The book is a 5 star the audio book only a 3 star and that is only because its a good story. I downloaded the first part to see if I could bare the strangness of the very intrestingly voiced narrator. Its not too bad after a while - its like your ears become 'normed' to strange americanised vowel elongations. I think having read this though I will be moving straight to polgara which all the reviews say is much much better and also has an advantage of being a synopsis of the entire series.
"Awful narration continues..."
The Audio version is not better than the print version but any stretch of the imagination.
I think when the narrator starts calling a main character a temporary building structure we have to wonder. Polgara becomes Pergola. PERGOLA?!! Dear me. And is Mandorallan Scottish or French? Is Barack Russian or Austrian? Is Durnik French?
Yes - often annoyance at the Narrator!
"Monty Python's Belgariad"
Honestly, I thought he couldn't get any worse than in Book 1, but he manages it. I wish he'd go and listen to audiobooks narrated by people like Stephen Fry and Stephen Briggs, who show how it can be done (Stephen Fry especially brilliantly voicing a huge cast of characters in Harry Potter). They choose voices appropriate for the characters and use them consistently, keeping the narration lively. Or there are other narrators out there who can't do quite as much, but just use enough of a different 'voice' (higher pitch, lower pitch, hard, soft etc) to distinguish the various characters and leave it at that. While that might not add much, it at least does not get in the way.
I don't know why Mr Beierle felt that it was necessary to use a variety of European accents, particularly given that he can't do any of them. Durnik veers from a sort of cockney to West Country to Australian(!) to Eastern European. Mandorallen's accent is straight out of Monty Python, with Lelldorin also coming close to those comic heights, and others are very little better. Belgarath is the only one that is relatively successful.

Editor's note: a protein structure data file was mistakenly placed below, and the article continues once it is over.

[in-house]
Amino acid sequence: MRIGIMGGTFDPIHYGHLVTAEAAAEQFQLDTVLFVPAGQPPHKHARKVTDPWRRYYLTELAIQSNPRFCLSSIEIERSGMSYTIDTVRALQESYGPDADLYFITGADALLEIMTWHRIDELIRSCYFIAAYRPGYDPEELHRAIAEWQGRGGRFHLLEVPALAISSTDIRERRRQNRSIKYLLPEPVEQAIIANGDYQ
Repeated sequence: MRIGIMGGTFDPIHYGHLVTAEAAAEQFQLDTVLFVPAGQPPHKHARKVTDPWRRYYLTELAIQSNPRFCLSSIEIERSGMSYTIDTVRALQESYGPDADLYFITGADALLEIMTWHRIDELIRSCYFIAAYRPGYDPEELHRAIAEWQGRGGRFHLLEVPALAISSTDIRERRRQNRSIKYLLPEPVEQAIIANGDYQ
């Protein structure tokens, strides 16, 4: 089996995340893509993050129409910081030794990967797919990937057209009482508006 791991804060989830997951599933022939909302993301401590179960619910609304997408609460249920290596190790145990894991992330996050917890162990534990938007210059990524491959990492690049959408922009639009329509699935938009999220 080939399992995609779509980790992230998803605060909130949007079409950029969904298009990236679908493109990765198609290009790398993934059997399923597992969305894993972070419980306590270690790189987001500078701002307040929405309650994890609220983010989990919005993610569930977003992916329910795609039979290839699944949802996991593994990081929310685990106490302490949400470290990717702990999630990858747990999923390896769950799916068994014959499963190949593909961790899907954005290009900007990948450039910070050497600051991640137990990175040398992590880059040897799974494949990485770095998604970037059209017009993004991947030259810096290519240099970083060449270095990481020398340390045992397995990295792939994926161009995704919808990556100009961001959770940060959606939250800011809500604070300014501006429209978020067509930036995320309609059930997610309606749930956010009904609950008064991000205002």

The worst thing though (aside from his lack of education again showing in mispronunciation of certain words - 'quay' in book one was hilarious) is the lack of consistency. The narrator simply can't decide what pronunciations to use for places and people, so changes all the time, often within the course of a sentence. If a name is written as Ch, half the time he'll pronounce it with a hard 'K'. If it's written with a hard c or k, he'll pronounce it with the guttural "ch" sound. Or mix and match arbitrarily.
Where did they get this guy? I've managed to listen to half way through the 4th volume now, as I wanted to listen to the whole series (which is really one 'book') but have given up. I can't stand it any longer - don't even know how I managed to get this far. By this point, everyone seems to have come from Eastern Europe or a Monty Python skit.
Yes, it would make an excellent film (were it not for the fact that Lord of the Rings, superior in every way, has already been done).
The only irritating thing in this audio book is some of the pronunciation. Quay is pronounced key not c - way.
One of the better read/edited books of this series, but still Mr Beierle needs to learn the purpose of punctuation and its importance when reading aloud.
"an old favourite"
Adverbs: blandly, mockingly, flatly.
You know exactly what I'm talking about. Still a good story though.
"Awesome book, brilliant reader"
was brilliant to hear the characters brought to life, however certain things where amiss in the pronunciation, for example Pol is Paul and Quay is kway not Key
David Eddings is sheer genius, he carries you through the story as if you were there. Every listening session was ended with a feeling of regret at having to stop. Simply fantastic.
"The second part of the Belgariad"
This continuation of the story is now developing into the classic series of books. Superb
"Queen of sorcery"
brilliant story had me engrossed for a couple of days. Still think a few people should do readings like a radio play